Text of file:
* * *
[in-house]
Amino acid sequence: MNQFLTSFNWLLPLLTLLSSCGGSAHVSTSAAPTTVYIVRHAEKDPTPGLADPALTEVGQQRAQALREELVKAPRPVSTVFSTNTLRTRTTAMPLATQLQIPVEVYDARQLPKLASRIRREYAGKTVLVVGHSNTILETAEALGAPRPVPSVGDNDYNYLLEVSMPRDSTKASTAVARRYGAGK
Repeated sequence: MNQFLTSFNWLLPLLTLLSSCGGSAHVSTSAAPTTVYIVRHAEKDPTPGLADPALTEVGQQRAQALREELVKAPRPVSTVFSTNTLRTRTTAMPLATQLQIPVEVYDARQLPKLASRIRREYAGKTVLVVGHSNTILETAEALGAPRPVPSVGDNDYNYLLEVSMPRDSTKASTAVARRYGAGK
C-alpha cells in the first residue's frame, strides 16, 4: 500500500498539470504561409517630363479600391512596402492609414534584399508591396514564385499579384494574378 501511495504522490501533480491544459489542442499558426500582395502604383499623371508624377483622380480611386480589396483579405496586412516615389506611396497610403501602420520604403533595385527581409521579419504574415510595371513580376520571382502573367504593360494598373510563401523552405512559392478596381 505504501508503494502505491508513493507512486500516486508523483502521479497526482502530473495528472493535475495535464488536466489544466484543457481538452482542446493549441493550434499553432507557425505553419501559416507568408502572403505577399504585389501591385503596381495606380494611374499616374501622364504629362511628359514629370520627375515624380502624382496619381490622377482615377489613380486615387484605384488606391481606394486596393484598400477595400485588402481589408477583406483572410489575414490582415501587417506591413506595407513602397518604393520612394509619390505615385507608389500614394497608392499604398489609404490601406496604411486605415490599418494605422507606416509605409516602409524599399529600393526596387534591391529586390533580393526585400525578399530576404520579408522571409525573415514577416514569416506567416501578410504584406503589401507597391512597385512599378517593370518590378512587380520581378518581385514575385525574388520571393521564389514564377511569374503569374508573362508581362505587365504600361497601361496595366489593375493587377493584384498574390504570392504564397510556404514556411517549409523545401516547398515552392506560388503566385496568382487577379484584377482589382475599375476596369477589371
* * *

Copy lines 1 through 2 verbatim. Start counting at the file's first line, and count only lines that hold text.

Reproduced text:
[in-house]
Amino acid sequence: MNQFLTSFNWLLPLLTLLSSCGGSAHVSTSAAPTTVYIVRHAEKDPTPGLADPALTEVGQQRAQALREELVKAPRPVSTVFSTNTLRTRTTAMPLATQLQIPVEVYDARQLPKLASRIRREYAGKTVLVVGHSNTILETAEALGAPRPVPSVGDNDYNYLLEVSMPRDSTKASTAVARRYGAGK